Olympic stadium tour with Lord Coe

by Emma-Jane Brown


In the summer of 2012 we’ll welcome millions of people to London and the UK for an unforgettable experience.

The countdown to 2012 has begun

Emma-Jane Brown takes a look around the facilities that will take centre stage when the London 2012 Olympics open in July

As the clock struck midnight and welcomed in January 1, 2012, the London Olympics countdown began in earnest

You can’t help but notice that 2012 is Olympic year, the year when the UK will welcome millions of people to London for what is already being billed as a spectacular sporting and cultural event.

London 2012 is the most exciting sporting event to be staged in the UK for generations – some may argue for ever – but we Midlanders can look forward to playing our part in this historic event.

Every borough will have the chance to see the Olympic torch relay – it will be taken within ten miles of 95 per cent of people in the UK – and it is scheduled to arrive in Warwickshire, West Midlands and the Cotswolds on various dates in June and July.

The famous flame will set off from Land’s End, in Cornwall, on May 19, the day after it arrives from Greece, and will be carried by a total of 8,000 torchbearers through hundreds of towns and cities for 70 days. It will finally arrive at the Olympic Stadium in Stratford, London, for the opening ceremony on July 27.

Birmingham is playing host to the USA and Jamaica athletics teams, who will train in the city prior to heading to London for the event. And the City of Coventry stadium, home to Coventry City FC, will also play its part by hosting 12 football matches, including the women’s bronze medal match.

As our elite athletes compete for a place in their squads, the finishing touches are being made to welcome sportsmen and women from across the globe.


I was lucky enough to be invited to see the work that has taken place at the Olympic Park with two of giants from the Great Britain athletics world, Lord Sebastian Coe, and Dame Kelly Holmes.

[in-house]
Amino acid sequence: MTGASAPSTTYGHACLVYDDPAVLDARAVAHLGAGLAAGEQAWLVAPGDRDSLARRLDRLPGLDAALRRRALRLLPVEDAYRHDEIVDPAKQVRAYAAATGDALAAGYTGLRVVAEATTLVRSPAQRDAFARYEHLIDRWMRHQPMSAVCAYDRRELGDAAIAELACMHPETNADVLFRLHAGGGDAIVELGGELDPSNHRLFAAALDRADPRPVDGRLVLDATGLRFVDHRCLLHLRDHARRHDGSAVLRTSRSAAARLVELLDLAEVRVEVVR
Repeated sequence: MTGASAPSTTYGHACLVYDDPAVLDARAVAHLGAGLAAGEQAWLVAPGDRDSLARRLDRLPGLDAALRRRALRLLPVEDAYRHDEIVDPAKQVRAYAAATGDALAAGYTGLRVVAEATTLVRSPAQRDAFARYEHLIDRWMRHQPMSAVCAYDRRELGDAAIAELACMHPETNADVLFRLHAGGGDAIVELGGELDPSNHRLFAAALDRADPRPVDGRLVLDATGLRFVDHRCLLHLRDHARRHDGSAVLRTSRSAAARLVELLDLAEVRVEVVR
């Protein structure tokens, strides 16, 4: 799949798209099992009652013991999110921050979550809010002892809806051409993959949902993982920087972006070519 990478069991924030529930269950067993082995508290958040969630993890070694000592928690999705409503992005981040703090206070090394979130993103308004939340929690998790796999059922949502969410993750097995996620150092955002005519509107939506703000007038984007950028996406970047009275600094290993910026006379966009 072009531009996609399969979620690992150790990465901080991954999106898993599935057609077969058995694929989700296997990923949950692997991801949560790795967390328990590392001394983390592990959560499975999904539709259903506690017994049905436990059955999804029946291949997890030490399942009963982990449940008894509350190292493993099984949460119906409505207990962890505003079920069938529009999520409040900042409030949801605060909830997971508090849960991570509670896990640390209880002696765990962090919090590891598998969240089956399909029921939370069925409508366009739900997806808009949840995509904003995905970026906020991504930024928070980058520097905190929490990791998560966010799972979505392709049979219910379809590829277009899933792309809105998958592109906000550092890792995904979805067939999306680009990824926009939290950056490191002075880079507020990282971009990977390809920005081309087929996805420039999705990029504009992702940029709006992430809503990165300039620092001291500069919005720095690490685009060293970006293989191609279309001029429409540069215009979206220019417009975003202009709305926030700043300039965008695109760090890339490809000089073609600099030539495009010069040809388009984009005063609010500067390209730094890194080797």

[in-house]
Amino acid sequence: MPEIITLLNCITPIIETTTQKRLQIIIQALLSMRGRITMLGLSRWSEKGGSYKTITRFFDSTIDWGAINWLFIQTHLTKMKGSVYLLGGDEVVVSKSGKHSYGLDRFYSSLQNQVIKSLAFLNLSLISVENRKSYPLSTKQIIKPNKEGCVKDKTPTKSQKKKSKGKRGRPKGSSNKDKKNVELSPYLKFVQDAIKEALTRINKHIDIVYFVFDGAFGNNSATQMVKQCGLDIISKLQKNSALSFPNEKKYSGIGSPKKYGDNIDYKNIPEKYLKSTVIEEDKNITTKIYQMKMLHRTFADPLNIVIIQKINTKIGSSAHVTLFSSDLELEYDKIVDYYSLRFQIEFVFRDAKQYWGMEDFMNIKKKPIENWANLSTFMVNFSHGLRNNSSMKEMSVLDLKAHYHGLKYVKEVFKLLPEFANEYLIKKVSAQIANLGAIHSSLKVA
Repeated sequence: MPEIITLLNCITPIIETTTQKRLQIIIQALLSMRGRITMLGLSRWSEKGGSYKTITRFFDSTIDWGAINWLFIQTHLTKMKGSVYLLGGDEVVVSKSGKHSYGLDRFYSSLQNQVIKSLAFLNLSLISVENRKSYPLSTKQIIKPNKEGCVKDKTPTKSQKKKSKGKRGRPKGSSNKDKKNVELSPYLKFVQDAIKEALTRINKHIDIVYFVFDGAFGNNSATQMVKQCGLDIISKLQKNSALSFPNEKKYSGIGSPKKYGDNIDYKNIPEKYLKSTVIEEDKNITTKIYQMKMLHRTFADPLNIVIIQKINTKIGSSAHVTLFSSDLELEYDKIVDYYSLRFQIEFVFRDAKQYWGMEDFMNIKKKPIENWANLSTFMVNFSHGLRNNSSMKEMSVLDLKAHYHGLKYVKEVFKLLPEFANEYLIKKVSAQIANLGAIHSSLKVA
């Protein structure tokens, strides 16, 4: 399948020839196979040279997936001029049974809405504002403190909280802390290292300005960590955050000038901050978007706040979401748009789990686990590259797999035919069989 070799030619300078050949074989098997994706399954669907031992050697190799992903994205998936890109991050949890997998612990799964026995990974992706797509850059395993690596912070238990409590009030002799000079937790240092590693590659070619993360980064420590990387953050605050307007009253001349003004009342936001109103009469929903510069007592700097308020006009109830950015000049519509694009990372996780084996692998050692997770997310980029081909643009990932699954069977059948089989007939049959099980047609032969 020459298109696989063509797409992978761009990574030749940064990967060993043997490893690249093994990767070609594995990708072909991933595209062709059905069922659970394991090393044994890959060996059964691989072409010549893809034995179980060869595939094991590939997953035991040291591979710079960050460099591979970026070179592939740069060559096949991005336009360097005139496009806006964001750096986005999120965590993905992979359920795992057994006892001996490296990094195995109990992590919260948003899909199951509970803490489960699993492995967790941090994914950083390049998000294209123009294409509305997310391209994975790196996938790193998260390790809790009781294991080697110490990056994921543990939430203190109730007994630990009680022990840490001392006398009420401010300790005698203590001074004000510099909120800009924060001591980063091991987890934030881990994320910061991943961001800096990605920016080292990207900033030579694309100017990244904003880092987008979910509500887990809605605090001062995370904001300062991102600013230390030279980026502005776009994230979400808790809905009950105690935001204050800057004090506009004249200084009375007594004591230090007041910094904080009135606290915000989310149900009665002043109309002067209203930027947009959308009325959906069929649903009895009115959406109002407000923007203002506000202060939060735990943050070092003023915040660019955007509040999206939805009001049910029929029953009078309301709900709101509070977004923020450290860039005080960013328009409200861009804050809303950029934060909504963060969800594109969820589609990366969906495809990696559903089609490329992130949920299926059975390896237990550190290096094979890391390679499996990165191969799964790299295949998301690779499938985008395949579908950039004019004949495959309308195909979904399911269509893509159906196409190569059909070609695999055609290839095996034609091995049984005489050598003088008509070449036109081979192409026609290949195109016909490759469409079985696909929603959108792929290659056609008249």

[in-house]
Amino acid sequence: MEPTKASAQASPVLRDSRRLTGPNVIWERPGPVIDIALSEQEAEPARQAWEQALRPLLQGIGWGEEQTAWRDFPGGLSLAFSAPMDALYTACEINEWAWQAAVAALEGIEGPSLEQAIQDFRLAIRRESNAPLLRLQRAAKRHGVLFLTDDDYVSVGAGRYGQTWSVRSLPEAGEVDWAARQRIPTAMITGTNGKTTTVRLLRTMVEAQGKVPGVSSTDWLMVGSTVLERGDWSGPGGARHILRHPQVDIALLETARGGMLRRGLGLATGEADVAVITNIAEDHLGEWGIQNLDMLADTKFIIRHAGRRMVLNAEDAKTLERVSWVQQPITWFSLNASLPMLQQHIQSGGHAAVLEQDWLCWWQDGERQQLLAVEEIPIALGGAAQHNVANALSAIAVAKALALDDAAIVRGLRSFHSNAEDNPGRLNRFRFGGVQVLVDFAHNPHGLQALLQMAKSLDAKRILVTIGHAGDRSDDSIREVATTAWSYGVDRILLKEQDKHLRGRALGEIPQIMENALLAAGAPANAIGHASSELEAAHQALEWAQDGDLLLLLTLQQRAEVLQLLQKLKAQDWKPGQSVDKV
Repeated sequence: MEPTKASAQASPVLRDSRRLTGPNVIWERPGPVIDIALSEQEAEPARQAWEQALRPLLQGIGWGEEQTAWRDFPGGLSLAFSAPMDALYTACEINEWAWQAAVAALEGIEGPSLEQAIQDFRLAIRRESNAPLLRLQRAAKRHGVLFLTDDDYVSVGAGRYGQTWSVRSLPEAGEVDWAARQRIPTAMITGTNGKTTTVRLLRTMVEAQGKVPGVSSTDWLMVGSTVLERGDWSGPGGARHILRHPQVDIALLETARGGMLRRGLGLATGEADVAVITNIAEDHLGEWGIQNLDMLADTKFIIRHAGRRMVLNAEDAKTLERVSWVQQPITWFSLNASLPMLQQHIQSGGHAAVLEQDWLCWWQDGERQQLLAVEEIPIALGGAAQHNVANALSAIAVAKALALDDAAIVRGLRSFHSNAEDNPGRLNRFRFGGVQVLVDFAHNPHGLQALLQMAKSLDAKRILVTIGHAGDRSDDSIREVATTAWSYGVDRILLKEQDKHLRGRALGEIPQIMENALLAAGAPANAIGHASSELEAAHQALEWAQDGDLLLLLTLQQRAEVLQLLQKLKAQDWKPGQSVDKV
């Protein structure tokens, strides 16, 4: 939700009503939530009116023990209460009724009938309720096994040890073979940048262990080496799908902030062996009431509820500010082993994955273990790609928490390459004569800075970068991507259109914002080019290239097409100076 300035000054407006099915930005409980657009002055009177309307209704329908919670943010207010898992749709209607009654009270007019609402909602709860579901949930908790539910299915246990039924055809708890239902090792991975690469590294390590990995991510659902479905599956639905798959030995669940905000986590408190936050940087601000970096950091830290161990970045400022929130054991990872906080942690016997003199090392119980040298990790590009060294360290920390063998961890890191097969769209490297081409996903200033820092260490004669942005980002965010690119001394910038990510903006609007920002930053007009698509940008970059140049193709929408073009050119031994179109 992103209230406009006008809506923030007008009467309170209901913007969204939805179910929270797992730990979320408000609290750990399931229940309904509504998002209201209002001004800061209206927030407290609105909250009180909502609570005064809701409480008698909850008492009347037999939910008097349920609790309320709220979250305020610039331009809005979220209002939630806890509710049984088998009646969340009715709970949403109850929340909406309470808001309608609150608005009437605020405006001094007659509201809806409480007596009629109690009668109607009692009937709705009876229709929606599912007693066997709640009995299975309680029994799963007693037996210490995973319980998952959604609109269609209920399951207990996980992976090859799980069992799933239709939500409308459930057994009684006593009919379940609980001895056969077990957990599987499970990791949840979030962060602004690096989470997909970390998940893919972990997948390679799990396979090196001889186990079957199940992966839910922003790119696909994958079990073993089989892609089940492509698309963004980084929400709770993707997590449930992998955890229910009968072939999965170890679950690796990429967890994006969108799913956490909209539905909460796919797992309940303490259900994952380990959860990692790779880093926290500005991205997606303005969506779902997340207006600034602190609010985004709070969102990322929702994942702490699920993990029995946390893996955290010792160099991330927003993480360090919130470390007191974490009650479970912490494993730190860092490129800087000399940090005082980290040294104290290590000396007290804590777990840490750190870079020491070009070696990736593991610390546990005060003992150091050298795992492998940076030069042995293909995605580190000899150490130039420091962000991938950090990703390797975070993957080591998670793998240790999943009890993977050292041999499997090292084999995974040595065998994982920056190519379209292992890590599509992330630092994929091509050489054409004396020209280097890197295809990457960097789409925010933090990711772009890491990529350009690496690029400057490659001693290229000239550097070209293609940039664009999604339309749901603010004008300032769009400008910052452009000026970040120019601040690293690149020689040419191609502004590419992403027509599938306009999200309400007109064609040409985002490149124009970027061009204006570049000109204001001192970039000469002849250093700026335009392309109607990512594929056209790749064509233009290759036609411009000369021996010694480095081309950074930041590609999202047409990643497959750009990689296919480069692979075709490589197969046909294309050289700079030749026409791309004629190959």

Dame Kelly is one of the most respected female athletes this country has ever seen. A retired middle distance runner, she specialised in the 800 and 1500 metres, winning gold medals in each discipline in the 2004 Summer Olympics in Athens.

Lord Coe, the chairman of the London Organising Committee for the Olympic Games, is another huge inspiration for any aspiring athlete. The four-times gold medal Olympic winner, who also set eight outdoor and three indoor world records in middle distance track events, was bursting with energy as he showed me around the

Olympic Park.

It’s impossible not to be enthusiastic about the Olympics and when you walk around the Olympic Park, I felt an enormous sense of pride.

The London 2012 Olympics stadium, which will host the Athletics and Paralympics events including the opening and closing ceremonies, is a breath-taking venue.

It’s also very environmentally-friendly.

Completed in just under three years, it has used low carbon concrete, which is made from industrial waste, and compared with other stadia, is 75 per cent lighter in terms of steel use. The top ring of the stadium is made from surplus gas pipes and architects reduced the need for steel and concrete by designing the lower section of the stadium to sit within a bowl in the ground.

The stadium will have a capacity of 80,000 during the games, with 25,000 permanent seats in its permanent lower tier and a temporary lightweight steel and concrete upper tier that holds a further 55,000 spectators. This can be removed after the games.

Facilities for the athletes within the stadium include changing rooms, medical support facilities and an 80 metre warm-up track.


To hear the story of the build was fascinating – I hadn’t realised, for instance, that before construction began on the site of the Aquatic Centre, archaeological investigations uncovered evidence of an Iron Age settlement, including an ancient burial site with four skeletons.

The Aquatic Centre, which will host swimming, paralympics swimming, diving, synchronised swimming, was one of my favourite buildings. I love the architecture; it features a spectacular wave-like roof that is 160 metres long and up to 80 metres wide, giving it a longer span than Heathrow Terminal 5.

The Olympic Park will form one of the biggest legacies once the games have finished as it will be the largest urban park in Europe for 150 years. It will be connected to the tidal Thames Estuary to the south and the Hertfordshire countryside to the north and will be planted with native species, such as oak, ash, willow, birch, blackthorn and hawthorn.

But before the legacy, we have the sporting spectacular to look forward to. The 2012 Olympic games will feature 26 sports, which breaks down into 39 disciplines, from archery to wrestling – and for the first time, women’s boxing.

There are only five months to go, but I, for one, am very excited by the promise of seeing elite performers of athletics, gymnastics, equestrian sports, swimming and martial arts in my own country.

As I said my goodbyes to Dame Kelly and Lord Coe, there were butterflies in my stomach as I realised the next time I would be visiting would be for the opening ceremony.

I can’t wait for Olympics to begin.


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